JAY LENO, HOST, "THE TONIGHT SHOW": I just have once request of Jimmy. We've all fought, kicked, and scratched to get this network up to fifth place, OK? Now we have to keep it there. Jimmy, don't let us slip into sixth. We're counting on you. We're counting on you.


ROMANS: "The Tonight Show" will be moving back from L.A. back to original home in New York.

And this home-run ball turned into a bean ball. Pete Cosma smacked into center left and hit a woman smack in the head. Hit the woman because it might have hit the guy if he didn't bravely jump out of the way.

BALDWIN: Did she take one for the team there.

ROMANS: She took one for the team. She seems to be OK.

BERMAN: Look, the dude just jump out of the way.

BALDWIN: You always bring your glove, right? You would have jumped in front of your wife.

BERMAN: I would catch it bare handed if I had to. I would catch it in my teeth if I had to.


BALDWIN: Maybe that will be part of the wedding video one day. Poor thing.

OK. So, Rutgers, let's talk about it this morning. More dominos could fall at Rutgers University stemming from this video showing this basketball coach physically and verbally abusing his players there during practice.

BERMAN: So the coach Mike Rice has now been fired. This morning the school's athletic director and president as well are under scrutiny for their handling of the case. CNN's Pamela Brown is following the developments. Good morning, Pam.

PAMELA BROWN, CNN CORRESPONDENT: Good morning. It appears the story is far from over. In the wake of Mike Rice's firing the question is whether athletic director Tim Pernetti will go as well. Pernetti initially made the decision to suspend rice in December and then changed his tune after the video went public.


BROWN: After a 24-hour tidal wave of public outrage over this video Mike Rice's three-year tenure as Rutgers University head basketball coach abruptly came to an end yesterday. In a mea culpa, he acknowledged his behavior was out of bounds.

MIKE RICE, FORMER RUTGERS UNIVERSITY BASKETBALL COACH: There's no explanation for what's on those films because there is no excuse for it. I was wrong. And I want to tell everybody who has believed in me that I'm -- that I'm deeply sorry for the pain and the hardship that I've caused.

BROWN: Rice was initially suspended for three games and fined back in December. Right after the video went viral, athletic director Tim Pernetti scrambled to defend his decision. Here's what he said Tuesday.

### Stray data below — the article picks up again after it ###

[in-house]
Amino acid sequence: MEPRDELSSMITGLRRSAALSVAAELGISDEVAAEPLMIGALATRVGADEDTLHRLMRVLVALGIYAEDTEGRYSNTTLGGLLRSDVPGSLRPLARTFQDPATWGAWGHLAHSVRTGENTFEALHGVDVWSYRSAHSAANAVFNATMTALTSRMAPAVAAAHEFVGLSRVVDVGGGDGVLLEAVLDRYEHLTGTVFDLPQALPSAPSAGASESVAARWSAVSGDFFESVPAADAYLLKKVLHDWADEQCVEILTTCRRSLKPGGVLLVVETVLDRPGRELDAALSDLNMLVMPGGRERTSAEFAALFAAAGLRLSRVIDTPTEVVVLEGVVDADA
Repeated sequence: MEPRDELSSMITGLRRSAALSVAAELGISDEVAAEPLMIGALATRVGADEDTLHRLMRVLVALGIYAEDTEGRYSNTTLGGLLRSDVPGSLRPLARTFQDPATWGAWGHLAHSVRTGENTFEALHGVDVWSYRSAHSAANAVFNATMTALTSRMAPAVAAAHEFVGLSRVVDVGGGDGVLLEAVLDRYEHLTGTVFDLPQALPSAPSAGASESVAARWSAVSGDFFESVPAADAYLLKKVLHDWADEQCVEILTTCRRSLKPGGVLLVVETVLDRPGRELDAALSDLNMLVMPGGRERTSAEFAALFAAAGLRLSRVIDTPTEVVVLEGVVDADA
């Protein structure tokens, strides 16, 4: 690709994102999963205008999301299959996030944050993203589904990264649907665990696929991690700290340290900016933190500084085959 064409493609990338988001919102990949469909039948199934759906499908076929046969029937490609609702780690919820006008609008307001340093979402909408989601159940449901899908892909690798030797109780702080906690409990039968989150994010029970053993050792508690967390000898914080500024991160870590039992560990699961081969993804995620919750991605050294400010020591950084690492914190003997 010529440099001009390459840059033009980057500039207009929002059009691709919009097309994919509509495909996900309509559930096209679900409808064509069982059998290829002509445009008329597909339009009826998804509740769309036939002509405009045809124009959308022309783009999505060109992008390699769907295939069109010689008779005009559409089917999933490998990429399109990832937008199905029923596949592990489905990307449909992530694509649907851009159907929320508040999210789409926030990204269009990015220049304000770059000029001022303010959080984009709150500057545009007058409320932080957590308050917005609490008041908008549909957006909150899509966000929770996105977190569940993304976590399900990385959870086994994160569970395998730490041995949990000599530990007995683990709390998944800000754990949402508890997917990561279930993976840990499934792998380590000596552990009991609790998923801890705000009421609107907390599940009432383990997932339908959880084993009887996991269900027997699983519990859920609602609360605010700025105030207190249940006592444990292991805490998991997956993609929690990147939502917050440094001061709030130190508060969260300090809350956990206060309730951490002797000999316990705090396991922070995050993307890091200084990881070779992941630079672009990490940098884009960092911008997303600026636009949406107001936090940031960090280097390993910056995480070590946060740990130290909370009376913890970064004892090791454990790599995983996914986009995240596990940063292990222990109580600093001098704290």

TIM PERNETTI, RUTGERS UNIVERSITY ATHLETICS DIRECTOR: We're taking this first offense as an opportunity to reeducate Mike Rice on the Rutgers standard.

BROWN: On Wednesday morning, an about-face. Pernetti announced Rice was fired after attempts to rehabilitate him.

JON WERTHEIM, "SPORTS ILLUSTRATED": The statement that the athletic director's attempt to rehabilitate someone who engaged in repeated behavior like this is really pretty appalling. And, again, that the precedent for having even kept him for this amount of time is pretty galling. Rutgers does not come out of this looking particularly good, no.

BROWN: Rutgers students are reacting to the fall tout, some saying Pernetti should go, too.

VINCENT SPATOLA, RUTGERS JUNIOR: I think the athletic director is probably going to get fired now. He deserves it. You know, he let it go on for this long.

NANCY MUSINGUZI, RUTGERS SENIOR: Why did he wait this long and wait for, you know, it to be public and blow up on national television and on ESPN, on YouTube, to go, OK, maybe we should stop this because we're getting negative exposure?

BROWN: And for the first time, we're hearing from former players who were subject to rice's attacks. Tyree Graham spent two years play for rice and says he was just trying to motivate players.

TYREE GRAHAM, COACHED BY RICE FOR TWO SEASONS: He's not as bad as the media right now is making him seem. Coach Rice, you know, he's one of those guys that, you know, he's very passionate. Don't get me wrong. At the same time, a lot of those times on the film when he was jacking up a player or throwing a ball at a player, he was really joking.

BROWN: A Louisville head basketball coach Rick Pitino is known to get angry on occasion says rice's strange behavior is well beyond the norm.

RICK PITINO, LOUISVILLE BASKETBALL COACH: I've never seen anything like that before. And I'm sure that there's a different side of him that really cares about his players. But that was difficult to watch, to say the least.


BROWN: And now New Jersey state officials are saying they're planning on holding hearings over how the university handled this situation. And I should say Pernetti isn't the only one catching heat here. Faculty members at Rutgers calling on the university's president to resign. BALDWIN: It's a domino effect. Remember yesterday morning we were wondering what would happen to the coach, and 24 hours later we now know. Pamela Brown, thank you.

We saw in Pam's piece Tyree Graham, one of the former players for Rutgers, actually was in -- starting two seasons, played back in 2010. Interestingly, he says that this coach, you know, the Big East conference is a tough conference and that the coach wanted to just get them ready to be disrespected by the players by what we've seen. We're going to be talking to him.

BERMAN: Interesting perspective, to say the least.

Next on STARTING POINT we're also going to talk to former New Mexico Governor Bill Richardson. He has been to North Korea several times. He has so much insight into the situation going on right now.

BALDWIN: And basketball, Louisville player Kevin Ware talking to CNN after that horrendous leg injury he suffered during last Sunday's Duke game. What he's asking first lady Michelle Obama, coming up. 15 minutes past the hour. You're watching STARTING POINT.


BERMAN: More on our top story. A nuclear threat from North Korea's dictator leaving the world wondering and really nervous about the question of whether it's all talk.

BALDWIN: Bill Richardson is the former governor of New Mexico and former U.S. ambassador to the United Nations. He has visited North Korea many times. Most recently just in January. Governor, good morning.